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Household food stocks are generally adequate in the Sahelian region of Chad

  • Food Security Outlook Update
  • Chad
  • February 2013
Household food stocks are generally adequate in the Sahelian region of Chad

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  • Key Messages
  • Current Situation
  • Updated Assumptions
  • Projected Outlook through June 2013
  • Key Messages
    • Household food stock levels in the Sahelian zone are currently above-average and should enable very poor and poor households to meet their food needs with few difficulties between now and the beginning of the lean season.

    • Despite good nationwide harvests, urban markets in southern areas of the country are only moderately well-stocked compared to normal due to the negative effects of recent floods and of local government bans on cereal exports. Unlike price trends in the Sahelian zone, food prices in the Sudanian zone are currently rising.

    • Overall, the food security situation is favorable due to the current level of household food stocks and the good availability of market garden crops in certain areas. Thus, all livelihood zones will be facing Minimal/None (IPC Phase 1) food insecurity outcomes between now and June 2013.

    Current Situation
    • Conditions in agricultural areas: The main agricultural activities for farmers in berbéré or flood-irrigated sorghum-producing areas (Salamat, Guera, Batha, and parts of Chari-Baguirmi) during the month of February were harvesting, threshing, and storing crops.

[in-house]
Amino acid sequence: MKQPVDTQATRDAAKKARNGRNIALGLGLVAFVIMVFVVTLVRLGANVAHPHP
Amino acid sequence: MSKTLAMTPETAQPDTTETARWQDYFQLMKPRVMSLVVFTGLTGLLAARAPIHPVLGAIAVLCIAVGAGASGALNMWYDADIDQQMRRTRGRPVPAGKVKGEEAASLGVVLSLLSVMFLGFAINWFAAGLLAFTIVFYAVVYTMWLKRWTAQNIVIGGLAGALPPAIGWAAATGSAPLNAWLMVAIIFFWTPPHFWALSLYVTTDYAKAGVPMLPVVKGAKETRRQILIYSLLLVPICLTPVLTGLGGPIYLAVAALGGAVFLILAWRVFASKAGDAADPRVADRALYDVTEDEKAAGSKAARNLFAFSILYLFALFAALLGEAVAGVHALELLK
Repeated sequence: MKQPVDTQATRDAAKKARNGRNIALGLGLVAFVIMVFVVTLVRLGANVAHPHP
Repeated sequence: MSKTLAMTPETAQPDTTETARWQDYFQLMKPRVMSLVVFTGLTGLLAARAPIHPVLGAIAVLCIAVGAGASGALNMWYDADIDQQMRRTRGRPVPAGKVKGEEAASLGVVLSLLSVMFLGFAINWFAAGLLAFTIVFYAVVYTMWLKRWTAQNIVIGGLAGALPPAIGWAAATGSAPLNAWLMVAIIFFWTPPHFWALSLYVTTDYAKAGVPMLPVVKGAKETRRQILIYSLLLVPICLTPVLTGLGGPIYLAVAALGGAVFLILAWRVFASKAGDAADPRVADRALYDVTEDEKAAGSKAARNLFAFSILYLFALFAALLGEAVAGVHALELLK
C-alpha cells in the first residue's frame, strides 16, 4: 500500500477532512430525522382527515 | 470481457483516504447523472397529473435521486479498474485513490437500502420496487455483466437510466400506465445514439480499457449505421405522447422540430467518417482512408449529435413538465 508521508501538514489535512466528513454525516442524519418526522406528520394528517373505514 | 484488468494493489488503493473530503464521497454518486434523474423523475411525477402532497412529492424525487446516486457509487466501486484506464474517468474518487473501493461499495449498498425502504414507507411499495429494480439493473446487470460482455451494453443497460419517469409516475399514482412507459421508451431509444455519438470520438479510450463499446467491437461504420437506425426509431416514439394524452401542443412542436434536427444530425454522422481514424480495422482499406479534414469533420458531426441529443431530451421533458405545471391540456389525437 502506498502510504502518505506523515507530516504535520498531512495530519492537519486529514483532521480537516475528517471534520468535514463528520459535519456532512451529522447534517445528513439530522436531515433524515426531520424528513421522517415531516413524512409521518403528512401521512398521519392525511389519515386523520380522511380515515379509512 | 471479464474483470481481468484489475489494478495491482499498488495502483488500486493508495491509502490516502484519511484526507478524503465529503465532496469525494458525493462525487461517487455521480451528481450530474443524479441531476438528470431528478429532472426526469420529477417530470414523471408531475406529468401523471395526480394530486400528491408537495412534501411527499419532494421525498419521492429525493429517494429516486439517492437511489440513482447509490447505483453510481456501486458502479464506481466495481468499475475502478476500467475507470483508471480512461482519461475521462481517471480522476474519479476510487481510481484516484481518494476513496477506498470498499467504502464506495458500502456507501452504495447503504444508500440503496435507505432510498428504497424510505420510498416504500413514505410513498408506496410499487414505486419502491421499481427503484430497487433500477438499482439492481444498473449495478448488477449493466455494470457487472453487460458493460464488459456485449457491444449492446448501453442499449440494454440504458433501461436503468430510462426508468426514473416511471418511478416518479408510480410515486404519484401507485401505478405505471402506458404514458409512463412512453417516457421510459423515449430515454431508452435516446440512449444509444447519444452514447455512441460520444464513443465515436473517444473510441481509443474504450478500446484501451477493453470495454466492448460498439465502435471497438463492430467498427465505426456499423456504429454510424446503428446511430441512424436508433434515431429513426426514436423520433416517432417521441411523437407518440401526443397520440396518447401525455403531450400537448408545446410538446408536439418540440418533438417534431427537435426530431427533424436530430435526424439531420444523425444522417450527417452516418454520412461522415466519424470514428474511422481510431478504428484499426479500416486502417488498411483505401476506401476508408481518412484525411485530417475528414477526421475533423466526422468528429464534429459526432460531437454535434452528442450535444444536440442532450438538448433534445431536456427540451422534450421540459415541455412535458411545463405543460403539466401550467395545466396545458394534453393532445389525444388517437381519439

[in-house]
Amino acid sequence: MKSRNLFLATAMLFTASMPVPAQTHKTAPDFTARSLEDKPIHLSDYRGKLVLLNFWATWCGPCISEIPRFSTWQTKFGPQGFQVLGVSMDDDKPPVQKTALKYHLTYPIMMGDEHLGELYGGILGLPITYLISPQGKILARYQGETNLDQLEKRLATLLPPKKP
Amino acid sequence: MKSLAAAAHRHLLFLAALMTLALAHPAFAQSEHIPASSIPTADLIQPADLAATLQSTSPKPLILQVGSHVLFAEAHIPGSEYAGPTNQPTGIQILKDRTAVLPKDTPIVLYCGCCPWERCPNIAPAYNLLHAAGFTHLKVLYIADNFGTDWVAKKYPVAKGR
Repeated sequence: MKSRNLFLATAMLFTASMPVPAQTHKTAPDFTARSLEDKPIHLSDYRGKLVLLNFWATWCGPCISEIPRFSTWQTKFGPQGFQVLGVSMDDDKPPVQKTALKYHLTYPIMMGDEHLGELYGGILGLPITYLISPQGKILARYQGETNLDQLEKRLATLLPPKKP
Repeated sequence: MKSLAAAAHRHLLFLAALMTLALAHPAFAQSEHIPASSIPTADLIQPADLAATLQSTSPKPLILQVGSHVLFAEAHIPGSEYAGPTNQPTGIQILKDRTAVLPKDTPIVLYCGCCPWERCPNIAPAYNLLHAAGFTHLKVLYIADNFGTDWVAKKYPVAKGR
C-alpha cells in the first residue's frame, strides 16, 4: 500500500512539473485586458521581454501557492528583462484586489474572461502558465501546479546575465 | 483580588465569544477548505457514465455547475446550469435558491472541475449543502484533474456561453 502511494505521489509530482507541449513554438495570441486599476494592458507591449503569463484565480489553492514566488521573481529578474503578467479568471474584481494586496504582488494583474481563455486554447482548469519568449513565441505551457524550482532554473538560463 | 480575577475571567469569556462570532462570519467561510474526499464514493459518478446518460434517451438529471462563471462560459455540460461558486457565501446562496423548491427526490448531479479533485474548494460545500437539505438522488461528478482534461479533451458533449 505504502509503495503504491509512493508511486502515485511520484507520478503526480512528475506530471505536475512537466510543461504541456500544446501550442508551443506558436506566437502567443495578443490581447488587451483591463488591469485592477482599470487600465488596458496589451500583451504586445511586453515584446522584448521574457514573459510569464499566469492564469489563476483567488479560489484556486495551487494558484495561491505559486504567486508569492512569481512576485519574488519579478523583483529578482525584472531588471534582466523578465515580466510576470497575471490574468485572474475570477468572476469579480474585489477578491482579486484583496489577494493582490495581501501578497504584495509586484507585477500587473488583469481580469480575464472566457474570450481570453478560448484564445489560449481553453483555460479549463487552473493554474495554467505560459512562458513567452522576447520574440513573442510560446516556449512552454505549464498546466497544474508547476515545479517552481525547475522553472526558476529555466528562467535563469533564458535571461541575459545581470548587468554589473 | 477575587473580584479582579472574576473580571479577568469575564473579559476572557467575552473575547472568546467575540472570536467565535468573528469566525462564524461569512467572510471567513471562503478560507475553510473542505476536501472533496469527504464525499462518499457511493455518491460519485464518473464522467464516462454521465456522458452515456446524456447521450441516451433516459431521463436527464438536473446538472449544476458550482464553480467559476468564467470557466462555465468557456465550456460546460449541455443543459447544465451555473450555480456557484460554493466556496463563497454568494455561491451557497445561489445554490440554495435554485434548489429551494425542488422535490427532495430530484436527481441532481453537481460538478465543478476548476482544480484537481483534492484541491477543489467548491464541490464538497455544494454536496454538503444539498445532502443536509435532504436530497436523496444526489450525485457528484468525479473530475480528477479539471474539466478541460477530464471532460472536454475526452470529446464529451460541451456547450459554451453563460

• Conditions in pastoral areas: Livestock food and health conditions are currently stable. Compared to December 2012, supply at livestock markets is down considerably. This low supply is due to pastoralists rebuilding their livestock herds after last year's poor pastoral season. Despite low supply, livestock prices have dropped since December due to a decline in demand after the end of the year holidays. For example, prices for sheep in Abéché and Moundou are down 17 and 14 percent, respectively, compared to December.
    • Farm labor: There is a growing seasonal demand for labor in berbéré (flood-irrigated sorghum) production areas for harvesting and threshing activities. This year’s demand for labor is greater than normal due to an exceptionally large area planted in this crop this year. As a result, wages are high. For example, the cost of labor for harvesting and threshing activities in Am-timan is currently 5,000 FCFA per worker per day, which compares to 2,000 FCFA at the same time last year.
    • Household cereal stocks: In general, current household cereal stock levels are adequate with the exception of provinces with deficit cereal production and flood-affected areas of the Sudanian zone.
    • Markets and trade: Cereal trade between the Sudanian and Sahelian zones is relatively low compared to normal seasonal trends due to good cereal availability on markets in the Sahelian zone and local government bans on cereal exports. Despite the border closure between Chad and Libya, households in the BET area still have normal food access and have not yet made any changes in their eating habits.